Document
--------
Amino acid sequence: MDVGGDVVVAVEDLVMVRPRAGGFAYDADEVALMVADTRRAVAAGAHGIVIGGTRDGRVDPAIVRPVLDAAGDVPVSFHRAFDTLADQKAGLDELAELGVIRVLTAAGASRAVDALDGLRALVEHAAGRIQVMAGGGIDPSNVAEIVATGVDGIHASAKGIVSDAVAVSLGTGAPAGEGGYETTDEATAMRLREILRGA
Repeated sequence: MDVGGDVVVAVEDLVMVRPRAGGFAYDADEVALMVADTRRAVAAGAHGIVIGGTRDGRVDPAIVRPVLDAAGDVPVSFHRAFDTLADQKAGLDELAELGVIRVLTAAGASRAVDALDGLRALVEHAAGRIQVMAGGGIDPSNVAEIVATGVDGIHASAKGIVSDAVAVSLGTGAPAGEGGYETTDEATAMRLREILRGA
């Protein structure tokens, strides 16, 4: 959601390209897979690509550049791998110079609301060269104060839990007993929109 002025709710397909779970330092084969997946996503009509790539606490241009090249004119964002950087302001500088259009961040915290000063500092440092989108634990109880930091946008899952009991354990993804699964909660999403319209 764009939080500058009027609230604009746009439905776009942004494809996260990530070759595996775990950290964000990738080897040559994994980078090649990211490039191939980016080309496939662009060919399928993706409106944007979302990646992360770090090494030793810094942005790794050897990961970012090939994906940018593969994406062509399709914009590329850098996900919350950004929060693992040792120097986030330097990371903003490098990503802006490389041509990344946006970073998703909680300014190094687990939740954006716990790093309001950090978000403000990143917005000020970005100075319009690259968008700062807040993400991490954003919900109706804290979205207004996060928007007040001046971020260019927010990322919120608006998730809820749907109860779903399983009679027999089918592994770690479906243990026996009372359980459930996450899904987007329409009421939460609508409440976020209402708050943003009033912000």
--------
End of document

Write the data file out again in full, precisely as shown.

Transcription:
Amino acid sequence: MDVGGDVVVAVEDLVMVRPRAGGFAYDADEVALMVADTRRAVAAGAHGIVIGGTRDGRVDPAIVRPVLDAAGDVPVSFHRAFDTLADQKAGLDELAELGVIRVLTAAGASRAVDALDGLRALVEHAAGRIQVMAGGGIDPSNVAEIVATGVDGIHASAKGIVSDAVAVSLGTGAPAGEGGYETTDEATAMRLREILRGA
Repeated sequence: MDVGGDVVVAVEDLVMVRPRAGGFAYDADEVALMVADTRRAVAAGAHGIVIGGTRDGRVDPAIVRPVLDAAGDVPVSFHRAFDTLADQKAGLDELAELGVIRVLTAAGASRAVDALDGLRALVEHAAGRIQVMAGGGIDPSNVAEIVATGVDGIHASAKGIVSDAVAVSLGTGAPAGEGGYETTDEATAMRLREILRGA
């Protein structure tokens, strides 16, 4: 959601390209897979690509550049791998110079609301060269104060839990007993929109 002025709710397909779970330092084969997946996503009509790539606490241009090249004119964002950087302001500088259009961040915290000063500092440092989108634990109880930091946008899952009991354990993804699964909660999403319209 764009939080500058009027609230604009746009439905776009942004494809996260990530070759595996775990950290964000990738080897040559994994980078090649990211490039191939980016080309496939662009060919399928993706409106944007979302990646992360770090090494030793810094942005790794050897990961970012090939994906940018593969994406062509399709914009590329850098996900919350950004929060693992040792120097986030330097990371903003490098990503802006490389041509990344946006970073998703909680300014190094687990939740954006716990790093309001950090978000403000990143917005000020970005100075319009690259968008700062807040993400991490954003919900109706804290979205207004996060928007007040001046971020260019927010990322919120608006998730809820749907109860779903399983009679027999089918592994770690479906243990026996009372359980459930996450899904987007329409009421939460609508409440976020209402708050943003009033912000």